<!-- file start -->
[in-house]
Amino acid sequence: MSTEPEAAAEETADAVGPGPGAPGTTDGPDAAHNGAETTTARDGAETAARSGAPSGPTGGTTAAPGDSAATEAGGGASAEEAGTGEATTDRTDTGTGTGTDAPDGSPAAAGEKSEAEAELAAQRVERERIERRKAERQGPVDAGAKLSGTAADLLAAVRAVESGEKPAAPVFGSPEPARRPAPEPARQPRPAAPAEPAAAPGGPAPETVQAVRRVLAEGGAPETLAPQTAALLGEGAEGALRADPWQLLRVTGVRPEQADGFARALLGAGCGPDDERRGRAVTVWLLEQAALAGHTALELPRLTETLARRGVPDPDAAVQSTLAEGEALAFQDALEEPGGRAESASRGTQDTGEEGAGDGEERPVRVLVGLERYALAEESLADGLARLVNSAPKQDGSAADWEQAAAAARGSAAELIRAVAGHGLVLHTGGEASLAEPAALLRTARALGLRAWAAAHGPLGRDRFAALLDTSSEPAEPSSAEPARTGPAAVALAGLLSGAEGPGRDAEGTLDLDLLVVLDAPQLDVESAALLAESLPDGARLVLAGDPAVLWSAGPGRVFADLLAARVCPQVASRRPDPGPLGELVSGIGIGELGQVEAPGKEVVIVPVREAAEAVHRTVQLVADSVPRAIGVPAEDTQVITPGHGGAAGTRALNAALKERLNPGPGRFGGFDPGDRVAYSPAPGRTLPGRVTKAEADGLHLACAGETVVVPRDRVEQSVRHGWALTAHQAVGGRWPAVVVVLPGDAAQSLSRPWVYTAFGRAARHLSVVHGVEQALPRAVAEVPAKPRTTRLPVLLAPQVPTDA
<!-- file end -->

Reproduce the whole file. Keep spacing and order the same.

[in-house]
Amino acid sequence: MSTEPEAAAEETADAVGPGPGAPGTTDGPDAAHNGAETTTARDGAETAARSGAPSGPTGGTTAAPGDSAATEAGGGASAEEAGTGEATTDRTDTGTGTGTDAPDGSPAAAGEKSEAEAELAAQRVERERIERRKAERQGPVDAGAKLSGTAADLLAAVRAVESGEKPAAPVFGSPEPARRPAPEPARQPRPAAPAEPAAAPGGPAPETVQAVRRVLAEGGAPETLAPQTAALLGEGAEGALRADPWQLLRVTGVRPEQADGFARALLGAGCGPDDERRGRAVTVWLLEQAALAGHTALELPRLTETLARRGVPDPDAAVQSTLAEGEALAFQDALEEPGGRAESASRGTQDTGEEGAGDGEERPVRVLVGLERYALAEESLADGLARLVNSAPKQDGSAADWEQAAAAARGSAAELIRAVAGHGLVLHTGGEASLAEPAALLRTARALGLRAWAAAHGPLGRDRFAALLDTSSEPAEPSSAEPARTGPAAVALAGLLSGAEGPGRDAEGTLDLDLLVVLDAPQLDVESAALLAESLPDGARLVLAGDPAVLWSAGPGRVFADLLAARVCPQVASRRPDPGPLGELVSGIGIGELGQVEAPGKEVVIVPVREAAEAVHRTVQLVADSVPRAIGVPAEDTQVITPGHGGAAGTRALNAALKERLNPGPGRFGGFDPGDRVAYSPAPGRTLPGRVTKAEADGLHLACAGETVVVPRDRVEQSVRHGWALTAHQAVGGRWPAVVVVLPGDAAQSLSRPWVYTAFGRAARHLSVVHGVEQALPRAVAEVPAKPRTTRLPVLLAPQVPTDA